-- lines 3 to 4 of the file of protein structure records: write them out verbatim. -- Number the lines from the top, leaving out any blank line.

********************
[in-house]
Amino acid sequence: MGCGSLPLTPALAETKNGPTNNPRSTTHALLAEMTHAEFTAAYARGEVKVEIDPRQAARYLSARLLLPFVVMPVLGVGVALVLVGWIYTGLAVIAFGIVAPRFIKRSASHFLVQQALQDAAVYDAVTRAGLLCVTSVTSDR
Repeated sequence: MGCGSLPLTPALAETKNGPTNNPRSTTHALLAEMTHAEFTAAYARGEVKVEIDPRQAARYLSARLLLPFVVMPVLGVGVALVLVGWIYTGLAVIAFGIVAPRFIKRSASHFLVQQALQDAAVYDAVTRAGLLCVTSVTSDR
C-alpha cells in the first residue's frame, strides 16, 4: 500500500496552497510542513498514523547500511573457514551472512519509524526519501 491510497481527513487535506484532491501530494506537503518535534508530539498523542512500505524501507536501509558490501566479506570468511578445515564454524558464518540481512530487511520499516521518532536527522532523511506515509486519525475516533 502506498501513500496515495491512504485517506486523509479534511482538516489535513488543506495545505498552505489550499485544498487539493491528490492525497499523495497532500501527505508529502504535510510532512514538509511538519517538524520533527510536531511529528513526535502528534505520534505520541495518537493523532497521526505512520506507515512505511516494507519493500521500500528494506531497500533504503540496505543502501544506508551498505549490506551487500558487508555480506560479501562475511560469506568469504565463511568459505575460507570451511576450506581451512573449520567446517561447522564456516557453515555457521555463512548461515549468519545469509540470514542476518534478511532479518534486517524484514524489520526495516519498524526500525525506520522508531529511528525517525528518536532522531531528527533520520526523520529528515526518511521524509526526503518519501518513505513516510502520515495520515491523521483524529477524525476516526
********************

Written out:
Repeated sequence: MGCGSLPLTPALAETKNGPTNNPRSTTHALLAEMTHAEFTAAYARGEVKVEIDPRQAARYLSARLLLPFVVMPVLGVGVALVLVGWIYTGLAVIAFGIVAPRFIKRSASHFLVQQALQDAAVYDAVTRAGLLCVTSVTSDR
C-alpha cells in the first residue's frame, strides 16, 4: 500500500496552497510542513498514523547500511573457514551472512519509524526519501 491510497481527513487535506484532491501530494506537503518535534508530539498523542512500505524501507536501509558490501566479506570468511578445515564454524558464518540481512530487511520499516521518532536527522532523511506515509486519525475516533 502506498501513500496515495491512504485517506486523509479534511482538516489535513488543506495545505498552505489550499485544498487539493491528490492525497499523495497532500501527505508529502504535510510532512514538509511538519517538524520533527510536531511529528513526535502528534505520534505520541495518537493523532497521526505512520506507515512505511516494507519493500521500500528494506531497500533504503540496505543502501544506508551498505549490506551487500558487508555480506560479501562475511560469506568469504565463511568459505575460507570451511576450506581451512573449520567446517561447522564456516557453515555457521555463512548461515549468519545469509540470514542476518534478511532479518534486517524484514524489520526495516519498524526500525525506520522508531529511528525517525528518536532522531531528527533520520526523520529528515526518511521524509526526503518519501518513505513516510502520515495520515491523521483524529477524525476516526